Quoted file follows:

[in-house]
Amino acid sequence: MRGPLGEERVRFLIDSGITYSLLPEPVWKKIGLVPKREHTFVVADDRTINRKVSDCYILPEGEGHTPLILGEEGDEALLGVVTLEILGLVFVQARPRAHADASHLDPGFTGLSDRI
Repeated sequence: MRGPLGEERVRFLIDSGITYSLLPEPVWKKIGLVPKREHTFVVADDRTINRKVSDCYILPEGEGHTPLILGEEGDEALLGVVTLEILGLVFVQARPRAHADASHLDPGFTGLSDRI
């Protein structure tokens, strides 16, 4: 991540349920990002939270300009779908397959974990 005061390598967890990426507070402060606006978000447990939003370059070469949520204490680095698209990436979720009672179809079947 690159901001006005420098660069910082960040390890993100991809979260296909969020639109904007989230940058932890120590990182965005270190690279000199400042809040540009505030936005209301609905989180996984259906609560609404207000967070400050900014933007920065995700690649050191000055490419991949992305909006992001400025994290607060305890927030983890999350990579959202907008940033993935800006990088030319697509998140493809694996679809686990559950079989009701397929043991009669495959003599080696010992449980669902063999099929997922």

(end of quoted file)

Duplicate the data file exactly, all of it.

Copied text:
[in-house]
Amino acid sequence: MRGPLGEERVRFLIDSGITYSLLPEPVWKKIGLVPKREHTFVVADDRTINRKVSDCYILPEGEGHTPLILGEEGDEALLGVVTLEILGLVFVQARPRAHADASHLDPGFTGLSDRI
Repeated sequence: MRGPLGEERVRFLIDSGITYSLLPEPVWKKIGLVPKREHTFVVADDRTINRKVSDCYILPEGEGHTPLILGEEGDEALLGVVTLEILGLVFVQARPRAHADASHLDPGFTGLSDRI
């Protein structure tokens, strides 16, 4: 991540349920990002939270300009779908397959974990 005061390598967890990426507070402060606006978000447990939003370059070469949520204490680095698209990436979720009672179809079947 690159901001006005420098660069910082960040390890993100991809979260296909969020639109904007989230940058932890120590990182965005270190690279000199400042809040540009505030936005209301609905989180996984259906609560609404207000967070400050900014933007920065995700690649050191000055490419991949992305909006992001400025994290607060305890927030983890999350990579959202907008940033993935800006990088030319697509998140493809694996679809686990559950079989009701397929043991009669495959003599080696010992449980669902063999099929997922």